Measuring Success

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"The best way to measure how much you've grown isn't by inches or the number of laps you can now run around the track, or even your grade point average-- though those things are important, to be sure.

It's what you've done with your time, how you've chosen to spend your days, and whom you've touched this year. That, to me, is the greatest measure of success.”

- Auggie Pullman

R.J. PalacioWonder

School’s almost out! Hooray for summer!

If you’re anything like me, this is the best time of year. No more school, warm, sunshiny days, and, best of all, Camp is right around the corner. (Only 16 days until First Term, if you’re counting.)

But first, this time of year is about wrapping up another school year. Finishing what you started in August or September. Tests and graduations and cleaning out desks or lockers. Final projects and report cards and sports banquets.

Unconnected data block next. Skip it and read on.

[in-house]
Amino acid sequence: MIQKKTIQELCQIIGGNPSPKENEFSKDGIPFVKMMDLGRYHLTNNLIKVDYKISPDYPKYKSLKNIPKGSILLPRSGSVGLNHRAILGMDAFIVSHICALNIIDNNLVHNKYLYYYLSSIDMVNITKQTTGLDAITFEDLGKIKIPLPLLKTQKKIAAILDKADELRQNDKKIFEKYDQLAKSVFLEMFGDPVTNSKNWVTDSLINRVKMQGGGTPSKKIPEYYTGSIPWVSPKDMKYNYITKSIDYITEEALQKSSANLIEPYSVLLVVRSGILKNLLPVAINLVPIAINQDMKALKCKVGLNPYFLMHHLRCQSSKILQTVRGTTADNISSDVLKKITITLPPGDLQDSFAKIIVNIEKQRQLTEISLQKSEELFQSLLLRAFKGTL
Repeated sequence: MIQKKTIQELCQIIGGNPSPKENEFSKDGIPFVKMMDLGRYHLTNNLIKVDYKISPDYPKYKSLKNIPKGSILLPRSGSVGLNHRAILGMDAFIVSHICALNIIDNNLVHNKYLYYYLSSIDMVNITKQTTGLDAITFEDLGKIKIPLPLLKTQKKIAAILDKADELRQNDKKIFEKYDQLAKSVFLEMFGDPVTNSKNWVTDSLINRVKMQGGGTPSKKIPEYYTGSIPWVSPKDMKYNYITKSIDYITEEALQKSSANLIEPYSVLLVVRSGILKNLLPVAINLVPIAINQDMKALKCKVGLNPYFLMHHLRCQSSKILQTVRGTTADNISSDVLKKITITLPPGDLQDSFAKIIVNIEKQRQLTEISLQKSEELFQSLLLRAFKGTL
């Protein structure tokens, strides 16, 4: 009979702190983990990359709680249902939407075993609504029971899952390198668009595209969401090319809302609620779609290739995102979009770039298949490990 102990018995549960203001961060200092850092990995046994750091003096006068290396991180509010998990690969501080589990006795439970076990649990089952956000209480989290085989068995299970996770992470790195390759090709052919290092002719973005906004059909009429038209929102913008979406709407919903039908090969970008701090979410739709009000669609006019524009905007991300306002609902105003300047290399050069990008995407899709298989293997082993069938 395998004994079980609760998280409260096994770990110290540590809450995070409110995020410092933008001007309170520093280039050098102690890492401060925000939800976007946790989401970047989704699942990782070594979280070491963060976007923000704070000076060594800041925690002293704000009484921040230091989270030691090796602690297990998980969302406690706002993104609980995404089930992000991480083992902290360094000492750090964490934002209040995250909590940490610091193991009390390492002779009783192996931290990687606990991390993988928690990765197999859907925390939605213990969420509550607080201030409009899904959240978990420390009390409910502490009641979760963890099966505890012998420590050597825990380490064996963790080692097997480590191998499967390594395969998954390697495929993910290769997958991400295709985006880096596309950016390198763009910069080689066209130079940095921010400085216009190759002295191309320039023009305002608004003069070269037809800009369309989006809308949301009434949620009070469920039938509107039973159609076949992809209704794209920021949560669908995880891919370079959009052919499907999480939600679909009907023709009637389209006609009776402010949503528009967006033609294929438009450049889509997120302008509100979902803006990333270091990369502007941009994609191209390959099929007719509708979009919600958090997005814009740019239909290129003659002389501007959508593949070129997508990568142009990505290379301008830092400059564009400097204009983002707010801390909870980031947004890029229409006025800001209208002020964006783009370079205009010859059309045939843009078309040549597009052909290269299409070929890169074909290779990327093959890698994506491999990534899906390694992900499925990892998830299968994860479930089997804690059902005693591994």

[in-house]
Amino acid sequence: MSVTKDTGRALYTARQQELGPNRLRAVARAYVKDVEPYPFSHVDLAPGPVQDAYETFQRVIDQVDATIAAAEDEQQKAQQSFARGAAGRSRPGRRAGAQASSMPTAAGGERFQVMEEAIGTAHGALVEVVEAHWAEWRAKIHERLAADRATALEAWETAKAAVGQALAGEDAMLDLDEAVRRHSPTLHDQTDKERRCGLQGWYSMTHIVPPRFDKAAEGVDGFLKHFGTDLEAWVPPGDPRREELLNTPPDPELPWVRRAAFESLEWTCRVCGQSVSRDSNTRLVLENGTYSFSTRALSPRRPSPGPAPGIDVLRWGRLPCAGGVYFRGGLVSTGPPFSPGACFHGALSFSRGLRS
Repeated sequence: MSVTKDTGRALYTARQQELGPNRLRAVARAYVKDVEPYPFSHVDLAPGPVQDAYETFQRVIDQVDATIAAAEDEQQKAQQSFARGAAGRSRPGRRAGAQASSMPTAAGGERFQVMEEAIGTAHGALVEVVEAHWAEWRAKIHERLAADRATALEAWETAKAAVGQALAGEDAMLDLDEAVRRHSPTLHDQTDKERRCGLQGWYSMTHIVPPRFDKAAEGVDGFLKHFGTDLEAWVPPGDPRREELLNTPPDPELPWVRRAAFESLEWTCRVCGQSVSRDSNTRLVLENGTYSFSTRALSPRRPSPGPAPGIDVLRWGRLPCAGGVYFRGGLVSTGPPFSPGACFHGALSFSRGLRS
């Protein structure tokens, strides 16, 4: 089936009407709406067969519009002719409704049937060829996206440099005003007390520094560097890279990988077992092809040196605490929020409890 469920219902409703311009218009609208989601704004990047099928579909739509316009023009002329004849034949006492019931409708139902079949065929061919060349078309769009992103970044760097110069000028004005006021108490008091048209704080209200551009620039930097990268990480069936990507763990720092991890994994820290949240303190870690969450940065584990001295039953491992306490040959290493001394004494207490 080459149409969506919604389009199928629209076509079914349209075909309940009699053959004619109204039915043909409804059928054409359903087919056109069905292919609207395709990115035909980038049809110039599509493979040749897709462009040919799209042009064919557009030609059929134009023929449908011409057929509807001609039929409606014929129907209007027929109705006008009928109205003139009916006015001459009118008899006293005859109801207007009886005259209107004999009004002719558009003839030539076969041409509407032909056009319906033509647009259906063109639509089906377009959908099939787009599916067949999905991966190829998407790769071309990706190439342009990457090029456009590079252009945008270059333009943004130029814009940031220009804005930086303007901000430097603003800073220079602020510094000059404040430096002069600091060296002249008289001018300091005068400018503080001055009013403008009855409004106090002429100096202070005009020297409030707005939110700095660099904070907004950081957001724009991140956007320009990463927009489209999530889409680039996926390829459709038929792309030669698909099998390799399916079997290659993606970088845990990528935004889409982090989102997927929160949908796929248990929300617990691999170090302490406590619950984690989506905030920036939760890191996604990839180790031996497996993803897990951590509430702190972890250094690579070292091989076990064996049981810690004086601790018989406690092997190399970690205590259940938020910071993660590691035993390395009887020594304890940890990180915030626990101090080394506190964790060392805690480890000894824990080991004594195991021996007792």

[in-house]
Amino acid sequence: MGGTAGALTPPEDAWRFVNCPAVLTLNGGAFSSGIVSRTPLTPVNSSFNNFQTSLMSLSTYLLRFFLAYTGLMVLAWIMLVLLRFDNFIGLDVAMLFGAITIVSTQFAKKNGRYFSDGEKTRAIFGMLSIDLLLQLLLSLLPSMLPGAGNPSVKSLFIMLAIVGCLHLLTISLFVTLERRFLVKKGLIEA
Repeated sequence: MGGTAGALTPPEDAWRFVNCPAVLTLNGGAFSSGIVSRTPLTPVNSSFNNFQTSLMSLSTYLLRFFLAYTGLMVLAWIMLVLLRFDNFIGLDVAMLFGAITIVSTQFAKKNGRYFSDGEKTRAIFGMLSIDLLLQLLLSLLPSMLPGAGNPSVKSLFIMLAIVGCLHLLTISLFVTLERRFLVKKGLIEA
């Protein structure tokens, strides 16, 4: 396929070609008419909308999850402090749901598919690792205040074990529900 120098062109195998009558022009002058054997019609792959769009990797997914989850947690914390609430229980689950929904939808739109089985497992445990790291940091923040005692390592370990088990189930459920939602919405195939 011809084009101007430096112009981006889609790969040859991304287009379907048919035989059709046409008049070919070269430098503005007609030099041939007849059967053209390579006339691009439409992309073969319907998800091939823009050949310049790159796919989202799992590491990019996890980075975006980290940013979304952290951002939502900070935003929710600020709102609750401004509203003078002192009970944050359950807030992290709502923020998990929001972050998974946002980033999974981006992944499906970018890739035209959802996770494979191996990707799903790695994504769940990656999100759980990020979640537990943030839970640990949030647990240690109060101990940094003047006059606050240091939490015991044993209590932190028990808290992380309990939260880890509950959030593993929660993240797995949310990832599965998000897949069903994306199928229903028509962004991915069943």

Sometimes taking stock like that makes us feel pretty proud of ourselves. We might think, “Got good grades, won an award, had lots of friends, thanked my teacher - Check! Pretty good job, self.”

On the other hand, we might be feeling a little low about the shape of things this year. We might think, “Welp, I couldn’t make the grade, didn’t get invited to that end-of-the-year party, wasn’t recognized for any accomplishments - guess I’m not worth much.”

On one level, your assessment might be a little true. But ultimately, neither of those thoughts gets at what really matters. Being “good” at school doesn’t make you a good person. Being “lame” at sports doesn’t make you a lame person. I love Auggie Pullman’s reminder that success is about something altogether different.

Have you been your best self? Have you tried to be kind? Have you spent time on something you really cared about? Have you said you were sorry? Have you had a hard year and come through to the end of it, still remembering how to smile? Have you reached out to others? Have you grown up? Are you a little more responsible, a little bit wiser, a smidge kinder?

Take stock of that.

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Sarah Hurt

About Sarah Hurt

Sarah Hurt is the Assistant Director at Camp and an eleven year-old at heart. A graduate of Wake Forest University, Sarah loves good stories, twinkling stars, and porch swings. When she’s not at Camp, Sarah lives in Lookout Mountain, Tennessee, with her dog, Riley.

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